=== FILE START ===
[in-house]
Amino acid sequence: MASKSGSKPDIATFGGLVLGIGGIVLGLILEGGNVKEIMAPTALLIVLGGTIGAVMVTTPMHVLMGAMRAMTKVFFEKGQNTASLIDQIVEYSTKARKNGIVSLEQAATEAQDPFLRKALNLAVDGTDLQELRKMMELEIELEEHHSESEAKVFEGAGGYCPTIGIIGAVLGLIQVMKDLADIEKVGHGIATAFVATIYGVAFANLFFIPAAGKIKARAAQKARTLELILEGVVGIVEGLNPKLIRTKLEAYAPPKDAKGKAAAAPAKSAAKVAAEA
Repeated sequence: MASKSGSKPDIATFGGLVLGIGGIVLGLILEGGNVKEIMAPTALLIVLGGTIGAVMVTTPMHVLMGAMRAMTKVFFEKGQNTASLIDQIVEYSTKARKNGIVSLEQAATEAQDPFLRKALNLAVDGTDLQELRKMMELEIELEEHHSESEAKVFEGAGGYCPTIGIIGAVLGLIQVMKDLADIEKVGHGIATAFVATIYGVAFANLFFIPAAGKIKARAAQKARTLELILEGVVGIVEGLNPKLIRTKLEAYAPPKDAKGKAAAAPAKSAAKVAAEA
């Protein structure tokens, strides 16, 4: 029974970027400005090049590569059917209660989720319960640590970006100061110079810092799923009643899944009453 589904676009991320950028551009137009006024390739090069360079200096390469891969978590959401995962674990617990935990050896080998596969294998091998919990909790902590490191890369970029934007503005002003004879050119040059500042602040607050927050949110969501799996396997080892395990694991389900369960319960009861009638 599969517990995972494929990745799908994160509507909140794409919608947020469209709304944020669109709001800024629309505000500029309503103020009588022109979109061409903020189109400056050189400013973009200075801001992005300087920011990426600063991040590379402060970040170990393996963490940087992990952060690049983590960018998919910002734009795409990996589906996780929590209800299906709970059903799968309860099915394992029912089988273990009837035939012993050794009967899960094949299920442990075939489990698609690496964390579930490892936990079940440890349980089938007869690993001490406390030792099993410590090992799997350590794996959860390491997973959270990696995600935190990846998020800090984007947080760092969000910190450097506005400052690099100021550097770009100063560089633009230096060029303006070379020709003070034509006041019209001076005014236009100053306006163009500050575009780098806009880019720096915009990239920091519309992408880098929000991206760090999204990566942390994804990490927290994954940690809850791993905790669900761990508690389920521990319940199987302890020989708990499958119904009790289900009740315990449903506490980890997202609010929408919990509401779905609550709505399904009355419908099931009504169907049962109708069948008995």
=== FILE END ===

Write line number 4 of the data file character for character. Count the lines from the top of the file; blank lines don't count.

């Protein structure tokens, strides 16, 4: 029974970027400005090049590569059917209660989720319960640590970006100061110079810092799923009643899944009453 589904676009991320950028551009137009006024390739090069360079200096390469891969978590959401995962674990617990935990050896080998596969294998091998919990909790902590490191890369970029934007503005002003004879050119040059500042602040607050927050949110969501799996396997080892395990694991389900369960319960009861009638 599969517990995972494929990745799908994160509507909140794409919608947020469209709304944020669109709001800024629309505000500029309503103020009588022109979109061409903020189109400056050189400013973009200075801001992005300087920011990426600063991040590379402060970040170990393996963490940087992990952060690049983590960018998919910002734009795409990996589906996780929590209800299906709970059903799968309860099915394992029912089988273990009837035939012993050794009967899960094949299920442990075939489990698609690496964390579930490892936990079940440890349980089938007869690993001490406390030792099993410590090992799997350590794996959860390491997973959270990696995600935190990846998020800090984007947080760092969000910190450097506005400052690099100021550097770009100063560089633009230096060029303006070379020709003070034509006041019209001076005014236009100053306006163009500050575009780098806009880019720096915009990239920091519309992408880098929000991206760090999204990566942390994804990490927290994954940690809850791993905790669900761990508690389920521990319940199987302890020989708990499958119904009790289900009740315990449903506490980890997202609010929408919990509401779905609550709505399904009355419908099931009504169907049962109708069948008995």